Elizabeth Hervey, Countess of Bristol

Elizabeth Felton was born on December 18, 1676 the only daughter of Betty and Sir Thomas Felton. One cannot help but wonder what Elizabeth Felton’s childhood was like. She was probably well provided for – never short of a new gown or two – but with a mother like Betty Felton, lewd and pocky, according to a popular 17th century verse – well, what an example to set a young girl.

Lady Elizabeth Hervey, Countess of Bristol

Lady Elizabeth Hervey, Countess of Bristol

The eighteen year old heiress married John Hervey, 1st Earl of Bristol, at Boxted Church, Suffolk on July 25, 1695, becoming his second wife. Whig MP for Bury St Edmunds from 1694 – 1703, John Hervey was a lover of bloodstock breeding and horse matches and his Suffolk home was suitably close to that hub of horse racing, Newmarket. Yet, despite their incompatibility – she like town, he liked country – theirs was a devoted marriage.

John Hervey, 1st Earl of Bristol

John Hervey, 1st Earl of Bristol

When he was away from home they sent each other love letters by each post. He addresses Elizabeth as ‘My ever new Delight’ while she calls him ‘My dear dear life.’ In a letter dated December 30, 1696 she adds a PS ‘The children are all well. I beg your pardon for forgetting them last time; but you’ll forgive it when I tell you the thoughts of you would leave no room for anything else.’

Lady Elizabeth Hervey, Countess of Bristol

Lady Elizabeth Hervey, Countess of Bristol

The children were John’s family by his first wife Isabella, a son Carr and two daughters Catherine and Isabella. Elizabeth’s first child, John was born in the first year of her marriage and like most high born 18th century women, Elizabeth was pretty much permanently pregnant for the next 18 years  She would have a further 16 children plus a set of triplets born in 1701 that did not survive and a still born son in 1704. In 1699 she had two babies within 12 months – Thomas was born on January 20 and William on December 25. James Porter Hervey died in 1706 barely two months old. Humphrey Hervey born in 1708 died young and Felton born in 1710 died at 13 days old while James was just 14 months old when he died in 1714.

(c) National Trust, Ickworth; Supplied by The Public Catalogue Foundation

Lady Elizabeth Hervey, Countess of Bristol with her twins, Charles and Henrietta

Her six daughters fared slightly better, although Henrietta died aged nine years old and her same named sister at sixteen. Barbara was 27 when she died and eldest daughter Elizabeth made it to 29. Louisa, wife of Sir Robert Smyth, was 55 when she died and Anne made it to her 64th birthday.

Lady Barbara Hervey, named after her maternal grandmother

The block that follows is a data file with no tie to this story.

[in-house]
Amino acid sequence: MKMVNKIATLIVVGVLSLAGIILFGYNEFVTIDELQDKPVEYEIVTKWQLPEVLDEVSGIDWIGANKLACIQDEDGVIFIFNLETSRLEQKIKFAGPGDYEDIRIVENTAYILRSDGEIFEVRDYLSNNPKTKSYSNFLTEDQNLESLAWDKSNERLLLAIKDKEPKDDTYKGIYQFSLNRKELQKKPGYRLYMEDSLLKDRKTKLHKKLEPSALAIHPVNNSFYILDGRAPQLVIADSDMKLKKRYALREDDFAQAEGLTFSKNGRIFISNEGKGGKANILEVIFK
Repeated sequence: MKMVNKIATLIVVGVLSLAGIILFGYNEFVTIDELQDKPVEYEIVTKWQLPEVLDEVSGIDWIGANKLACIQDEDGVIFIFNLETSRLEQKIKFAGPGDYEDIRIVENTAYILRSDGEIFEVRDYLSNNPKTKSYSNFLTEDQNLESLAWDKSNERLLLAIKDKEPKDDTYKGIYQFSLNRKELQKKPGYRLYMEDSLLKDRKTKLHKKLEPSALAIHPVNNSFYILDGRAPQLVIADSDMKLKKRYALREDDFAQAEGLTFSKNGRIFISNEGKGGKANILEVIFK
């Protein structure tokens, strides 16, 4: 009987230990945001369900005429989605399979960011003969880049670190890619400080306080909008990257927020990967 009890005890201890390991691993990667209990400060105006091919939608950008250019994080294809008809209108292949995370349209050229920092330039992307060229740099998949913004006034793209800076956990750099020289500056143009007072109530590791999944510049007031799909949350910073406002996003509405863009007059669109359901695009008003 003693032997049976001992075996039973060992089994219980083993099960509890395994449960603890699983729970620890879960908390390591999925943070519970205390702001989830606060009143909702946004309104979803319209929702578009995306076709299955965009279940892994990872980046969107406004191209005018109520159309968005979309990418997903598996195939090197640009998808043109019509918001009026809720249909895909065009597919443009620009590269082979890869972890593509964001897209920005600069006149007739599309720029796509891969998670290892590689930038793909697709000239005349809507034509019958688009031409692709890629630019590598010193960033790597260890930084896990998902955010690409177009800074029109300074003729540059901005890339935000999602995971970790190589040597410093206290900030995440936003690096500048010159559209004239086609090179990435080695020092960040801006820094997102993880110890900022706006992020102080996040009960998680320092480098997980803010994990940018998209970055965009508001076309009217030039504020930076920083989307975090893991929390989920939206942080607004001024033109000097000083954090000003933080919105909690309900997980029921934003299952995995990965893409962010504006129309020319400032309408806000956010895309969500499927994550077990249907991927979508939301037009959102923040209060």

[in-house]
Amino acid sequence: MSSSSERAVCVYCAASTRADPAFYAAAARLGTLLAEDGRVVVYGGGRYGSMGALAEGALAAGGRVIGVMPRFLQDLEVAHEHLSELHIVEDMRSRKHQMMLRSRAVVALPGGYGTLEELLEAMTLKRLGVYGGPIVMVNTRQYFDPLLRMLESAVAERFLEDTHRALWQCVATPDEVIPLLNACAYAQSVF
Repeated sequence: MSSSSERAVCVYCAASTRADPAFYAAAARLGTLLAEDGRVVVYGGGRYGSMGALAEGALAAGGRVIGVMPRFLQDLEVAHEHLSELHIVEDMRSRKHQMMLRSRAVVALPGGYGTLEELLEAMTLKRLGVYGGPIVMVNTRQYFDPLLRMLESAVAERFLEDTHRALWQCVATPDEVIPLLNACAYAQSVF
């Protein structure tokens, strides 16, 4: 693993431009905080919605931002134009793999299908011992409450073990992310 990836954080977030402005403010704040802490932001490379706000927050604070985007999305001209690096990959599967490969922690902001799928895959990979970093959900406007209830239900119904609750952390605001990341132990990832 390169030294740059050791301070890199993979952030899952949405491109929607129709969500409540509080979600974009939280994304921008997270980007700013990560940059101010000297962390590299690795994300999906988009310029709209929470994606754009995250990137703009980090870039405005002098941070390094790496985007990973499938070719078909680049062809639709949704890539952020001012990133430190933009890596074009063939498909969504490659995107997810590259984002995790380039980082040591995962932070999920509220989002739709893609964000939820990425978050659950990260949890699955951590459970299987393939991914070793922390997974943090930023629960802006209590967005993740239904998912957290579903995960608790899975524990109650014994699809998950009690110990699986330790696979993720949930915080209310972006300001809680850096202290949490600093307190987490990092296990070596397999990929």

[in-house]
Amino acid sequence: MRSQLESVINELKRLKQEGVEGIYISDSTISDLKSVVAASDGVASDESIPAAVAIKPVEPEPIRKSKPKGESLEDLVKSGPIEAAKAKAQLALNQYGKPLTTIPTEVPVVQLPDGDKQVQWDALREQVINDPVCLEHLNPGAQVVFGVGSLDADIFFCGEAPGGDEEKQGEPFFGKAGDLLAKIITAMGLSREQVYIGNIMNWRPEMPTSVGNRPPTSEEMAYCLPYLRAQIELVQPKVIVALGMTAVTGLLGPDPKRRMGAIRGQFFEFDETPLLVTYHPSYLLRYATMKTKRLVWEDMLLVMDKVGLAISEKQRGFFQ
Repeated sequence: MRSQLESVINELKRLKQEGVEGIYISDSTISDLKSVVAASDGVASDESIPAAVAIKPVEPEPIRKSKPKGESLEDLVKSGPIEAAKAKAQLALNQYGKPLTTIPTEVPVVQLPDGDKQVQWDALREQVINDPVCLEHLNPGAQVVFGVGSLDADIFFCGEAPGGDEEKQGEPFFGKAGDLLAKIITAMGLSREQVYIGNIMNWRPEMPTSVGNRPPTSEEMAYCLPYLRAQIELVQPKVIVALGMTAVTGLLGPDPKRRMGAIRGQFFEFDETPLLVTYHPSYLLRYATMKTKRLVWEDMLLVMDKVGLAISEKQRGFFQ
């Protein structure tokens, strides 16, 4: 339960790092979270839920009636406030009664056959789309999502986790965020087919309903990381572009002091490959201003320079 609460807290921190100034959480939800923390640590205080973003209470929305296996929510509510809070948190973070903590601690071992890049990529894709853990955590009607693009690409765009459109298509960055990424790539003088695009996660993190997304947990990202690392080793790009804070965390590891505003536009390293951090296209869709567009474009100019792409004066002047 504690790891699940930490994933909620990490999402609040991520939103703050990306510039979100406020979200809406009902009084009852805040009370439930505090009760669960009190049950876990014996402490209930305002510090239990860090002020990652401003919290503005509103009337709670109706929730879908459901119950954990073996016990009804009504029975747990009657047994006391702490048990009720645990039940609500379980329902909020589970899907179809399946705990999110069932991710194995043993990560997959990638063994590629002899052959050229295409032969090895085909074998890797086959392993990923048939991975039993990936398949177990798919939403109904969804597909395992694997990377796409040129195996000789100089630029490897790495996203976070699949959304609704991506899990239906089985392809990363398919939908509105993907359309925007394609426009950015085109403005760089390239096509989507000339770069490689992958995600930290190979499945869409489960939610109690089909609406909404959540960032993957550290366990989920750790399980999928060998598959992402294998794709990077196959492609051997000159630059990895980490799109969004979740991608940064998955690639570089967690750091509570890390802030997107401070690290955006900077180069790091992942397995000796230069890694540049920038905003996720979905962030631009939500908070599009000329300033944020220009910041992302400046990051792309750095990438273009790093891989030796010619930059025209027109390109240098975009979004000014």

Lady Barbara Hervey, named after her maternal grandmother

In 1718 aged 42, her child bearing years over, Elizabeth was one of six Ladies of the Bedchamber appointed to Princess Caroline of Ansbach who later became the Queen Consort of George II. Elizabeth continued in this role until the Queen’s death in 1737.

Elizabeth’s six page will, written in December 1740, contains considerable detail concerning her home in Bury St Edmunds. She leaves the house and all the plate, goods, pictures, china and furniture for the use of her husband and following his death, to their youngest son Felton.

At the time she wrote her will, Elizabeth had outlived ten of her children. Her eldest son was to act as trustee for her property and she leaves him  ‘my cabinet chest large screen and small screen being white Japan of my own work in confidence that he will preserve them for my sake.’

To her unmarried daughter Lady Ann she leaves ‘my gilt Etoilet and all the furniture and things thereunto belong and also ‘that Snuff Box with her father’s picture in it.’

Lady Ann Hervey as a child

Lady Ann Hervey as a child

To her other surviving daughter Lady Louisa Caroline Isabella Smyth she leaves ‘my Ring with my Lord’s picture and another Ring set with the late Queen’s hair as also the said Queen’s picture now in my house at Bury.’

She leaves a large emerald ring to her husband which she asks that he wear ‘for my sake’ and the rest of her jewellery and Rings she leaves ‘unto my Trustees and Executors to sell and dispose of.’

She leaves instructions that her granddaughter Elizabeth Hervey, eldest daughter of her son Henry, should be placed under the care and supervision of Sir John and she bequeaths her £1,000 when she attains the age of 21 years, or when she gets married.

One last bequest, Elizabeth wants her maiden name of Felton to be added to the names of her sons and grandsons in remembrance of her family.

Elizabeth died on May 1, 1741 being seized with a fit as she was in St James’ Park in her sedan chair. She was buried in the Hervey family vault at St Mary’s Church, Ickworth, Suffolk.

Barbara St John, wife of Sir Edward Villiers

Barbara St John, wife of Sir Edward Villiers

And for those readers wondering how Elizabeth Hervey, Countess of Bristol is connected to the St John family at Lydiard House – her maternal grandmother was Barbara Villiers, the daughter of Sir Edward Villiers and Barbara St John.

Lady Mary Villiers

Sometimes it seems as if the 17th century St John family is related to just about everyone of any note …or otherwise, actually!